Borjigin et al. make some fascinating observations on brain activity that occurs during the moments of cardiac arrest when brain glucose levels have dropped precipitously. Activity associated with information processing briefly increases 8-fold, a burst even after 'clinical death.' Maybe this is why some patients can recall conversation happening in the operating room.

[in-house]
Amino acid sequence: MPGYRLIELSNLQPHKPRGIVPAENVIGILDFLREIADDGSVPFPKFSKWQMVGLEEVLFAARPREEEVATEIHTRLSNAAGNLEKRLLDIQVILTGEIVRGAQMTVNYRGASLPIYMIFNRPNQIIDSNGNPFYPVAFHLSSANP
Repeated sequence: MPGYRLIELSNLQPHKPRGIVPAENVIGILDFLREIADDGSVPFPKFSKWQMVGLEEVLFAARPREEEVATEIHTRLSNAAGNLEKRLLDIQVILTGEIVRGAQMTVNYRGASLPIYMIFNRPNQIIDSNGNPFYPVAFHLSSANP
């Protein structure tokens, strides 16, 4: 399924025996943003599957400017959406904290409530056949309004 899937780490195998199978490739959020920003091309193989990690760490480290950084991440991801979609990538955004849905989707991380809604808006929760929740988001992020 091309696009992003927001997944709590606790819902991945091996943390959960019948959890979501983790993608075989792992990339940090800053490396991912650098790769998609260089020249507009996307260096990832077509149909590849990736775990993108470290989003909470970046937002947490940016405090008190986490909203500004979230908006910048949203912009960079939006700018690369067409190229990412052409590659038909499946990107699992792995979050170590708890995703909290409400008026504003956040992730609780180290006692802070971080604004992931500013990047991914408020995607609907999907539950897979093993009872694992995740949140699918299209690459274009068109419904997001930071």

The brain is assumed to be hypoactive during cardiac arrest. However, the neurophysiological state of the brain immediately following cardiac arrest has not been systematically investigated. In this study, we performed continuous electroencephalography in rats undergoing experimental cardiac arrest and analyzed changes in power density, coherence, directed connectivity, and cross-frequency coupling. We identified a transient surge of synchronous gamma oscillations that occurred within the first 30 s after cardiac arrest and preceded isoelectric electroencephalogram. Gamma oscillations during cardiac arrest were global and highly coherent; moreover, this frequency band exhibited a striking increase in anterior–posterior-directed connectivity and tight phase-coupling to both theta and alpha waves. High-frequency neurophysiological activity in the near-death state exceeded levels found during the conscious waking state. These data demonstrate that the mammalian brain can, albeit paradoxically, generate neural correlates of heightened conscious processing at near-death.